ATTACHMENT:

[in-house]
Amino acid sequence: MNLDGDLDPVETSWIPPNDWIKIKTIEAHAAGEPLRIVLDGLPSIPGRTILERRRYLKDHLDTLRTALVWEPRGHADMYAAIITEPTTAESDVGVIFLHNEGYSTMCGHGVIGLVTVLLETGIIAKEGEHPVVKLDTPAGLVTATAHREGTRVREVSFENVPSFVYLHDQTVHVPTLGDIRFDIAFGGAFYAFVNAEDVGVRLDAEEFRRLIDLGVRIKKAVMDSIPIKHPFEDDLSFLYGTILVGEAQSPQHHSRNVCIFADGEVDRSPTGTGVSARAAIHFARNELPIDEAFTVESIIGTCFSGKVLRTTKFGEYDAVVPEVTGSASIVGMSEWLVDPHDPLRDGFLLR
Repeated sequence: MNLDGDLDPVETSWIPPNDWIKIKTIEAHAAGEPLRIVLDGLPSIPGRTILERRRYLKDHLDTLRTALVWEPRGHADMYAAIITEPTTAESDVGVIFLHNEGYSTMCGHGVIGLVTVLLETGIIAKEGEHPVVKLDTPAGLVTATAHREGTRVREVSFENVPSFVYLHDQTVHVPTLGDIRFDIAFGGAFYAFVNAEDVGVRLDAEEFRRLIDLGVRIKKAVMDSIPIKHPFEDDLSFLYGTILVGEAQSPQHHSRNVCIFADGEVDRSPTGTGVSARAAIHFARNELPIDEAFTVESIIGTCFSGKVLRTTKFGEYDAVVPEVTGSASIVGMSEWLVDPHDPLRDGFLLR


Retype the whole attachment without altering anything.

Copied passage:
[in-house]
Amino acid sequence: MNLDGDLDPVETSWIPPNDWIKIKTIEAHAAGEPLRIVLDGLPSIPGRTILERRRYLKDHLDTLRTALVWEPRGHADMYAAIITEPTTAESDVGVIFLHNEGYSTMCGHGVIGLVTVLLETGIIAKEGEHPVVKLDTPAGLVTATAHREGTRVREVSFENVPSFVYLHDQTVHVPTLGDIRFDIAFGGAFYAFVNAEDVGVRLDAEEFRRLIDLGVRIKKAVMDSIPIKHPFEDDLSFLYGTILVGEAQSPQHHSRNVCIFADGEVDRSPTGTGVSARAAIHFARNELPIDEAFTVESIIGTCFSGKVLRTTKFGEYDAVVPEVTGSASIVGMSEWLVDPHDPLRDGFLLR
Repeated sequence: MNLDGDLDPVETSWIPPNDWIKIKTIEAHAAGEPLRIVLDGLPSIPGRTILERRRYLKDHLDTLRTALVWEPRGHADMYAAIITEPTTAESDVGVIFLHNEGYSTMCGHGVIGLVTVLLETGIIAKEGEHPVVKLDTPAGLVTATAHREGTRVREVSFENVPSFVYLHDQTVHVPTLGDIRFDIAFGGAFYAFVNAEDVGVRLDAEEFRRLIDLGVRIKKAVMDSIPIKHPFEDDLSFLYGTILVGEAQSPQHHSRNVCIFADGEVDRSPTGTGVSARAAIHFARNELPIDEAFTVESIIGTCFSGKVLRTTKFGEYDAVVPEVTGSASIVGMSEWLVDPHDPLRDGFLLR